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‘Alarming’ Washington COVID-19 case rate could signal fall surge, officials say

If coronavirus cases continue to climb, health officials worry the virus could threaten health care systems, the economy and reopening plans.

SEATTLE — Washington health officials warned Tuesday the state could be entering a fall surge in the coronavirus pandemic as cases increase at “an alarming rate.”

The Washington State Department of Health (DOH) warned climbing cases, if left unchecked, could have “serious consequences” on the health care system, reopening schools and the economy.

“A surge in COVID-19 along with flu season puts us at enormous risk of overwhelming our hospital systems and undoing other important statewide progress toward containment,” Secretary of Health John Wiesman said in a statement. “However, all of us doing our part can turn this trend around.”

Although statewide data points to COVID-19 activity that’s similar to the spring peak, some western Washington counties, including Thurston County, have already surpassed peaks in spring and summer.

From Sept. 25-Oct. 8, there were 100.6 new cases per 100,000 people in Washington, according to the most recent complete DOH data. This is higher than the first peak at the end of March and early April (72.4 new cases) but hasn’t reached the second peak in July (150.6 new cases).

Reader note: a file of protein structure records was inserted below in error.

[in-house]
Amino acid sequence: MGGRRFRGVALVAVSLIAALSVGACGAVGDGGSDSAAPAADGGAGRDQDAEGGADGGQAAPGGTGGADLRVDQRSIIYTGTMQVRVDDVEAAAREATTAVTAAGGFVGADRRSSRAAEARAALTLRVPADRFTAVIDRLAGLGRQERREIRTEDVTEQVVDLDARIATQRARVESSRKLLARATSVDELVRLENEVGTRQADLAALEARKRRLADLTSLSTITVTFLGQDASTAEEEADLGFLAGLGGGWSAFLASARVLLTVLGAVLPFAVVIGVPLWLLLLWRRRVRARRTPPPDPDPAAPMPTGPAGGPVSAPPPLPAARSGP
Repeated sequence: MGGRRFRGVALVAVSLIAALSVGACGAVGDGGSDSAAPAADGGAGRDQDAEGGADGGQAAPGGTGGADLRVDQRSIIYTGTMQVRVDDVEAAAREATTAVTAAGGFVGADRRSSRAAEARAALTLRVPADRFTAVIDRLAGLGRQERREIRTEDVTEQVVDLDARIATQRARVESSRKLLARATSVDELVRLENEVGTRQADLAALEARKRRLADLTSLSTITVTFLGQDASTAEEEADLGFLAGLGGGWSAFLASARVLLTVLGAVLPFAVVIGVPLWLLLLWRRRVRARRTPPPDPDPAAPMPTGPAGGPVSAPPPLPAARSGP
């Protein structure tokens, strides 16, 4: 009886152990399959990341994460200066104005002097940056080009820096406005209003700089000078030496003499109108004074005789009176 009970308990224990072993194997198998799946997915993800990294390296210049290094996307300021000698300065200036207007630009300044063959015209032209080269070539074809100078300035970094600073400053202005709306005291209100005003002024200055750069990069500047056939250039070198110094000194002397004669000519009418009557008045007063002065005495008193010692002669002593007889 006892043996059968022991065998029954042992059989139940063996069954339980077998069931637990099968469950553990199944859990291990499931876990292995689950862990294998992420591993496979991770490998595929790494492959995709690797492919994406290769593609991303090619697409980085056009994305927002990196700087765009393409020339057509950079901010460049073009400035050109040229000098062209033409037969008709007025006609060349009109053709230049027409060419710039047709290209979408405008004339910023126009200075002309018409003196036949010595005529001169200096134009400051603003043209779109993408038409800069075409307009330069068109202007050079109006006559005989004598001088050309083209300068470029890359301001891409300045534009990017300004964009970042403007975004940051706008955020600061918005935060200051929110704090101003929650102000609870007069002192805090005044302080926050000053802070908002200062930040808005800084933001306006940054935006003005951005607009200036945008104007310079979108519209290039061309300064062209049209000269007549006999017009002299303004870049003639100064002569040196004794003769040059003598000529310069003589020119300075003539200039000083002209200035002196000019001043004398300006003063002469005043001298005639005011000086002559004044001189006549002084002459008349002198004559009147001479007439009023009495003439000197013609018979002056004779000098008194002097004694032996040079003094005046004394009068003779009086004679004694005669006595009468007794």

Credit: Department of Health
This graph illustrates coronavirus disease activity across Washington state by charting the number of new cases per 100,000 people over a two-week period.

Over the same time period, King County saw 90.5 new cases per 100,000 people, which is still below peaks in spring (104.9 cases) and summer (107.9 cases). Snohomish County most recently saw 73.2 cases over a two-week period, which is nearing the county’s summer peak (90.4 cases). Pierce County registered a case rate of 94.1, which surpasses the spring peak (64.4 cases) but not what the county faced in July (156.5 cases).

DOH says this trend in increasing cases is likely connected to widespread disease transmission, not localized outbreaks.

To slow the spread of transmission, DOH recommends people wear masks when around others, keep social gatherings small and outside, wash and sanitize their hands often and stay home when they’re sick. People should avoid social gatherings indoors, but if they must participate, officials urge the public to wear a mask and keep windows and doors open.